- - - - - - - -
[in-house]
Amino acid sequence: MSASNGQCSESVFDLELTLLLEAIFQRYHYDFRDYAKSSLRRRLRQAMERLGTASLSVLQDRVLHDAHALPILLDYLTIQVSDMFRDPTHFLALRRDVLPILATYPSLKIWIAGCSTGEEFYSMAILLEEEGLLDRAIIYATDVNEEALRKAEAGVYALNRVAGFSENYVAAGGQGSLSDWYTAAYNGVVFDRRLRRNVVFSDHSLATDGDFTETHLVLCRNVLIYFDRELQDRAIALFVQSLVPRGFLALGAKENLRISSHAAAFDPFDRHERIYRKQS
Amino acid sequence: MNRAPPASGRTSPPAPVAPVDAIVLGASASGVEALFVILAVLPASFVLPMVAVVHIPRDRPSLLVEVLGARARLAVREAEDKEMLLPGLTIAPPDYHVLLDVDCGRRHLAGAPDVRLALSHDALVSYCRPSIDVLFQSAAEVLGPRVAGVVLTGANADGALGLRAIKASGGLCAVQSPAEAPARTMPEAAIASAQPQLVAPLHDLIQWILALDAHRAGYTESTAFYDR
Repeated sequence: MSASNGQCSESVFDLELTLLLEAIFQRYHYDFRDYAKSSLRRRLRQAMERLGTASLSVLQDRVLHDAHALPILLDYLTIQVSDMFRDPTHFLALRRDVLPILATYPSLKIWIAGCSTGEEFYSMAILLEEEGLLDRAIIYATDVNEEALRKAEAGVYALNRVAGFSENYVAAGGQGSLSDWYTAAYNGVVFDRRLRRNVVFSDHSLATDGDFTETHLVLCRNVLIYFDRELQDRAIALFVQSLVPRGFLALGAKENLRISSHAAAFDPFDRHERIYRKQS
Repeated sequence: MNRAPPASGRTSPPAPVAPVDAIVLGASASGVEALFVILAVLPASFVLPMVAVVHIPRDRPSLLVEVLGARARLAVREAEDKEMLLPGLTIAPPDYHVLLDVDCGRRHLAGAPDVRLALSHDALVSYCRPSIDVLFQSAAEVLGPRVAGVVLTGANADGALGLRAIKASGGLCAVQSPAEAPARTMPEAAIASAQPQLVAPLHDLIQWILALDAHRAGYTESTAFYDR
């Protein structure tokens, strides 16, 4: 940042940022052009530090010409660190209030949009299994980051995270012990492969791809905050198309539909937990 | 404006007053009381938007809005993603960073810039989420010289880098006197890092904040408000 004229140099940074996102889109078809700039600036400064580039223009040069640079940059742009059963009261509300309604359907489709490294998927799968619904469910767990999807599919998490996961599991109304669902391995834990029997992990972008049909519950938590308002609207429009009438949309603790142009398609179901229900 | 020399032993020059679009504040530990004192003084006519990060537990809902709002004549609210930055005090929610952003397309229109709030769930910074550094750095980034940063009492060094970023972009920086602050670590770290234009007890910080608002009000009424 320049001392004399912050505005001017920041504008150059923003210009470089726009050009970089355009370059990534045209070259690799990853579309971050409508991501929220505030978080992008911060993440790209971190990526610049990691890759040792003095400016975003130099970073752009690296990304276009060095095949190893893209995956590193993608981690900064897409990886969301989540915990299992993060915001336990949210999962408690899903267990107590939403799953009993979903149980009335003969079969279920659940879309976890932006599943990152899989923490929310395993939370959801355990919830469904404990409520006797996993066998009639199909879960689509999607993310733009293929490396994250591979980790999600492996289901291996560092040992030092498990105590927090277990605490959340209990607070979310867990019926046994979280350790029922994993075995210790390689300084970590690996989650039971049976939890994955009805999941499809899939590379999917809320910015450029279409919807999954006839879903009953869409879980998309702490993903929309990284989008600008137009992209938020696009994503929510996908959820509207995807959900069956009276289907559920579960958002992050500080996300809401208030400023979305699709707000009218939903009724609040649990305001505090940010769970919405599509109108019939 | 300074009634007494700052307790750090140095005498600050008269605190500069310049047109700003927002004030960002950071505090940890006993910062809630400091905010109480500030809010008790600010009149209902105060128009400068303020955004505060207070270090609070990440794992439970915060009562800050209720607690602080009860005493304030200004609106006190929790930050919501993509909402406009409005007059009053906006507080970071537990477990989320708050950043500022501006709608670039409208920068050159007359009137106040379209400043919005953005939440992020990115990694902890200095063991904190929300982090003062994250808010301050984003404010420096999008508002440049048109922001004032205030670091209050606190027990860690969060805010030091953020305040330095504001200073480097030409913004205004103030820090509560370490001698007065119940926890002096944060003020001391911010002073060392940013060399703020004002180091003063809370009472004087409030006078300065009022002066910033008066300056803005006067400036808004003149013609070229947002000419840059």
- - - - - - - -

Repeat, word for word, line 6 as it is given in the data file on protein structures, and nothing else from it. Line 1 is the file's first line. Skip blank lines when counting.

């Protein structure tokens, strides 16, 4: 940042940022052009530090010409660190209030949009299994980051995270012990492969791809905050198309539909937990 | 404006007053009381938007809005993603960073810039989420010289880098006197890092904040408000 004229140099940074996102889109078809700039600036400064580039223009040069640079940059742009059963009261509300309604359907489709490294998927799968619904469910767990999807599919998490996961599991109304669902391995834990029997992990972008049909519950938590308002609207429009009438949309603790142009398609179901229900 | 020399032993020059679009504040530990004192003084006519990060537990809902709002004549609210930055005090929610952003397309229109709030769930910074550094750095980034940063009492060094970023972009920086602050670590770290234009007890910080608002009000009424 320049001392004399912050505005001017920041504008150059923003210009470089726009050009970089355009370059990534045209070259690799990853579309971050409508991501929220505030978080992008911060993440790209971190990526610049990691890759040792003095400016975003130099970073752009690296990304276009060095095949190893893209995956590193993608981690900064897409990886969301989540915990299992993060915001336990949210999962408690899903267990107590939403799953009993979903149980009335003969079969279920659940879309976890932006599943990152899989923490929310395993939370959801355990919830469904404990409520006797996993066998009639199909879960689509999607993310733009293929490396994250591979980790999600492996289901291996560092040992030092498990105590927090277990605490959340209990607070979310867990019926046994979280350790029922994993075995210790390689300084970590690996989650039971049976939890994955009805999941499809899939590379999917809320910015450029279409919807999954006839879903009953869409879980998309702490993903929309990284989008600008137009992209938020696009994503929510996908959820509207995807959900069956009276289907559920579960958002992050500080996300809401208030400023979305699709707000009218939903009724609040649990305001505090940010769970919405599509109108019939 | 300074009634007494700052307790750090140095005498600050008269605190500069310049047109700003927002004030960002950071505090940890006993910062809630400091905010109480500030809010008790600010009149209902105060128009400068303020955004505060207070270090609070990440794992439970915060009562800050209720607690602080009860005493304030200004609106006190929790930050919501993509909402406009409005007059009053906006507080970071537990477990989320708050950043500022501006709608670039409208920068050159007359009137106040379209400043919005953005939440992020990115990694902890200095063991904190929300982090003062994250808010301050984003404010420096999008508002440049048109922001004032205030670091209050606190027990860690969060805010030091953020305040330095504001200073480097030409913004205004103030820090509560370490001698007065119940926890002096944060003020001391911010002073060392940013060399703020004002180091003063809370009472004087409030006078300065009022002066910033008066300056803005006067400036808004003149013609070229947002000419840059």